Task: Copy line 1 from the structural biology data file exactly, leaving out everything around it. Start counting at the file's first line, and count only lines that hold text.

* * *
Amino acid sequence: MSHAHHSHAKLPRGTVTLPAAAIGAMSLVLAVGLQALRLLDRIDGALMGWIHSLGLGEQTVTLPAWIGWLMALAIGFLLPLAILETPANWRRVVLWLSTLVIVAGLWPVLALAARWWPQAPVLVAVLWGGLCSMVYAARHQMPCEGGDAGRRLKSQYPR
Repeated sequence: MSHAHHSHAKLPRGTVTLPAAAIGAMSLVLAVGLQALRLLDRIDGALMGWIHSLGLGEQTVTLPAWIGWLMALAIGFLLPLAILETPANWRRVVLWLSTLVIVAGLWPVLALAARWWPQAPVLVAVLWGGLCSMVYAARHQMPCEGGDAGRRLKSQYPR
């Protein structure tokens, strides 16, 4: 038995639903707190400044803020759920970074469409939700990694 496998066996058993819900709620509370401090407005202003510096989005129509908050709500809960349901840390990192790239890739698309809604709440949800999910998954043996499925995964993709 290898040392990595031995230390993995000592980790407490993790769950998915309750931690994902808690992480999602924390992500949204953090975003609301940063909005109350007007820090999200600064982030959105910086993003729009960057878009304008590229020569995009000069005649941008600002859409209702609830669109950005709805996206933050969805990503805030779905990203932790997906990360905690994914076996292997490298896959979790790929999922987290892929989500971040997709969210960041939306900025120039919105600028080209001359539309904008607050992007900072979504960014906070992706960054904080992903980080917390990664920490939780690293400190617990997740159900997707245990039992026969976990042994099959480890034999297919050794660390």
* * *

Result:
Amino acid sequence: MSHAHHSHAKLPRGTVTLPAAAIGAMSLVLAVGLQALRLLDRIDGALMGWIHSLGLGEQTVTLPAWIGWLMALAIGFLLPLAILETPANWRRVVLWLSTLVIVAGLWPVLALAARWWPQAPVLVAVLWGGLCSMVYAARHQMPCEGGDAGRRLKSQYPR